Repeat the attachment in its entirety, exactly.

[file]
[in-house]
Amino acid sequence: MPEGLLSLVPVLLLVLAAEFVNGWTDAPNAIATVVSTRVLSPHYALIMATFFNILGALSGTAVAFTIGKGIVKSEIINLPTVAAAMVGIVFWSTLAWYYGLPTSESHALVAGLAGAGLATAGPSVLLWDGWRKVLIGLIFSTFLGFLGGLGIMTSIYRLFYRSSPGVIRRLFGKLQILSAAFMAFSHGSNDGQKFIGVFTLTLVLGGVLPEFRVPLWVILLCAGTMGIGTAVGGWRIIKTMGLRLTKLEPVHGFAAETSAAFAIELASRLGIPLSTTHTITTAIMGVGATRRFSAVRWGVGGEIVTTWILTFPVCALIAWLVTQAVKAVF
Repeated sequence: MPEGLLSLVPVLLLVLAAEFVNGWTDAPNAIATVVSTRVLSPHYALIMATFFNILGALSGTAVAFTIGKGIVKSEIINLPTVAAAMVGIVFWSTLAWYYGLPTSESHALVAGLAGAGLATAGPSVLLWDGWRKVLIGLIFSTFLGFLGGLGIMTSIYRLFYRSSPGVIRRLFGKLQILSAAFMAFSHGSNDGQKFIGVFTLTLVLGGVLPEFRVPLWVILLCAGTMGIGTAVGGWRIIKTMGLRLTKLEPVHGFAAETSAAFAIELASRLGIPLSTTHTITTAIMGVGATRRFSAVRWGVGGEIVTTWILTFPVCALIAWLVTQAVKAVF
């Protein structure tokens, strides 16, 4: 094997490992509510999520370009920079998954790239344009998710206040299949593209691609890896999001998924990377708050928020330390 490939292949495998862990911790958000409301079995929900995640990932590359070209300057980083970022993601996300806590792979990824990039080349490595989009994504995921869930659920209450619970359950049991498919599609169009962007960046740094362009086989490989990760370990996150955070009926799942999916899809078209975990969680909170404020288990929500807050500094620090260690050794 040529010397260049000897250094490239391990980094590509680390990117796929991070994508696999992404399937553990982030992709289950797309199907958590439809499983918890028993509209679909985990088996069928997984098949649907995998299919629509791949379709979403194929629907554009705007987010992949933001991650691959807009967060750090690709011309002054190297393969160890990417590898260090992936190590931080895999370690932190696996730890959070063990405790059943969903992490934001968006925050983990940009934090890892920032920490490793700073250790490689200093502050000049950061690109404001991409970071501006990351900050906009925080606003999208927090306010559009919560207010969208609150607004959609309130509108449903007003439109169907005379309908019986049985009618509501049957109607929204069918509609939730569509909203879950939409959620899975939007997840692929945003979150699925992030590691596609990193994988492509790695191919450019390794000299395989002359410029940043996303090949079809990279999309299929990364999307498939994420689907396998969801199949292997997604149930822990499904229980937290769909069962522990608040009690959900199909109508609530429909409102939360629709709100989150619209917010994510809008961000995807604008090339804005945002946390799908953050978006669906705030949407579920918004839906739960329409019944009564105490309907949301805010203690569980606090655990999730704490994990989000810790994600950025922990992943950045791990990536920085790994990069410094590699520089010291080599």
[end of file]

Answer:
[in-house]
Amino acid sequence: MPEGLLSLVPVLLLVLAAEFVNGWTDAPNAIATVVSTRVLSPHYALIMATFFNILGALSGTAVAFTIGKGIVKSEIINLPTVAAAMVGIVFWSTLAWYYGLPTSESHALVAGLAGAGLATAGPSVLLWDGWRKVLIGLIFSTFLGFLGGLGIMTSIYRLFYRSSPGVIRRLFGKLQILSAAFMAFSHGSNDGQKFIGVFTLTLVLGGVLPEFRVPLWVILLCAGTMGIGTAVGGWRIIKTMGLRLTKLEPVHGFAAETSAAFAIELASRLGIPLSTTHTITTAIMGVGATRRFSAVRWGVGGEIVTTWILTFPVCALIAWLVTQAVKAVF
Repeated sequence: MPEGLLSLVPVLLLVLAAEFVNGWTDAPNAIATVVSTRVLSPHYALIMATFFNILGALSGTAVAFTIGKGIVKSEIINLPTVAAAMVGIVFWSTLAWYYGLPTSESHALVAGLAGAGLATAGPSVLLWDGWRKVLIGLIFSTFLGFLGGLGIMTSIYRLFYRSSPGVIRRLFGKLQILSAAFMAFSHGSNDGQKFIGVFTLTLVLGGVLPEFRVPLWVILLCAGTMGIGTAVGGWRIIKTMGLRLTKLEPVHGFAAETSAAFAIELASRLGIPLSTTHTITTAIMGVGATRRFSAVRWGVGGEIVTTWILTFPVCALIAWLVTQAVKAVF
């Protein structure tokens, strides 16, 4: 094997490992509510999520370009920079998954790239344009998710206040299949593209691609890896999001998924990377708050928020330390 490939292949495998862990911790958000409301079995929900995640990932590359070209300057980083970022993601996300806590792979990824990039080349490595989009994504995921869930659920209450619970359950049991498919599609169009962007960046740094362009086989490989990760370990996150955070009926799942999916899809078209975990969680909170404020288990929500807050500094620090260690050794 040529010397260049000897250094490239391990980094590509680390990117796929991070994508696999992404399937553990982030992709289950797309199907958590439809499983918890028993509209679909985990088996069928997984098949649907995998299919629509791949379709979403194929629907554009705007987010992949933001991650691959807009967060750090690709011309002054190297393969160890990417590898260090992936190590931080895999370690932190696996730890959070063990405790059943969903992490934001968006925050983990940009934090890892920032920490490793700073250790490689200093502050000049950061690109404001991409970071501006990351900050906009925080606003999208927090306010559009919560207010969208609150607004959609309130509108449903007003439109169907005379309908019986049985009618509501049957109607929204069918509609939730569509909203879950939409959620899975939007997840692929945003979150699925992030590691596609990193994988492509790695191919450019390794000299395989002359410029940043996303090949079809990279999309299929990364999307498939994420689907396998969801199949292997997604149930822990499904229980937290769909069962522990608040009690959900199909109508609530429909409102939360629709709100989150619209917010994510809008961000995807604008090339804005945002946390799908953050978006669906705030949407579920918004839906739960329409019944009564105490309907949301805010203690569980606090655990999730704490994990989000810790994600950025922990992943950045791990990536920085790994990069410094590699520089010291080599």